Apple’s Most Curious Move: Killing the Wearable iPod Nano

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Apple, Techland Illustration

If you look at the iPod Nano through the years, it’s hard to tell what Apple wants the product to be.

Apple has reinvented the diminutive music (and sometimes video) player on a nearly annual basis, swinging it from tall and skinny to short and stout, adding and removing cameras and flirting with apps. None of these changes gave the Nano much direction, and it’s always floated in an awkward middle ground between the budget iPod Shuffle, the capacity-laden iPod Classic and the powerhouse iPod Touch.

(MORE: Apple Rolls Out ‘Maximum Funness’ iPod Touch, Revamps iPod Nano Line)

That all changed in 2010, when Apple introduced the sixth-generation iPod Nano, a tiny square with a touch screen and an iOS-like set of built-in apps. I don’t know how well it sold–Apple doesn’t break down iPod sales by model–but the concept was exciting. Accessory makers sold wristbands that turned the Nano into a watch, and armbands that made them ideal for workouts. Apple even rolled with the idea and added new watchfaces and a workout tracker to the Nano in 2011.


But this year, Apple is rebooting the Nano again. The product has transformed into a credit-card-sized, feature-crippled iPod Touch, with a handful of built-in apps (and inexplicably ugly circular icons), a hardware home button and the ability to play videos. It’s definitely too large to be wearable.

Maybe in the short term, a super-sized Nano is the right call for maximum sales. But by nixing the wearable Nano, Apple is missing out on an opportunity to experiment. Just as the company considers the Apple TV to be a “hobby” with big potential, the smaller iPod Nano could have been a chance to learn about wearable computers.

(MORE: Would Apple Create a Smartwatch? If So, When?)

The idea of wearable tech is starting to gather steam. Smart watches such as the Pebble will allow users to keep an eye on their digital lives even while their phones are stowed away. Google is working on computerized eyeglasses, which can augment reality and keep important information in view. Hackers are starting to implant simple hardware under their skin.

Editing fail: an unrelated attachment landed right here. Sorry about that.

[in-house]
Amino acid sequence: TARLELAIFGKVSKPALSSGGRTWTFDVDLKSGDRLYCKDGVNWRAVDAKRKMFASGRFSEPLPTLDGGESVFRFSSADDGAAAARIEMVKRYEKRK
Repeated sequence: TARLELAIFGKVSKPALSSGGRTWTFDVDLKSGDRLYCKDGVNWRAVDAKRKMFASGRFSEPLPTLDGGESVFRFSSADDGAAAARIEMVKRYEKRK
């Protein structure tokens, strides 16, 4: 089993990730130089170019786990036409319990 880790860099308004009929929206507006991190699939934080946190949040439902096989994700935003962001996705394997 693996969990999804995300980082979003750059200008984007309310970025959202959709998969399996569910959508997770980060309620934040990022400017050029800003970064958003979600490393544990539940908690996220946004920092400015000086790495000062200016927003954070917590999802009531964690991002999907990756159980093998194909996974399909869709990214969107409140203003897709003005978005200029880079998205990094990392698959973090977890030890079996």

Although Apple’s wearable iPod Nano wasn’t as ambitious as those ideas, it had the right building blocks. The software was smooth and responsive. The hardware was small enough to look sensible on the wrist. Prices were already reasonable, and unlike small projects such as Pebble, Apple’s Nano was already mass-produced and highly visible to consumers.

As Tim Bajarin pointed out last April, the next step for Apple could have been to add a Bluetooth connection to the Nano, allowing it to show incoming messages, news alerts and more from a paired smartphone. Instead, Apple only added basic Bluetooth functionality for wireless audio and went back to pitching the Nano as a small music and video player.

I want to be optimistic that Apple hasn’t written off wearable computing. Maybe the company learned some things from the Nano and is now going back to the lab to work on something better. But I’m saddened to see that even if Apple has interest in the concept, it’s no longer toying with it out in the open.

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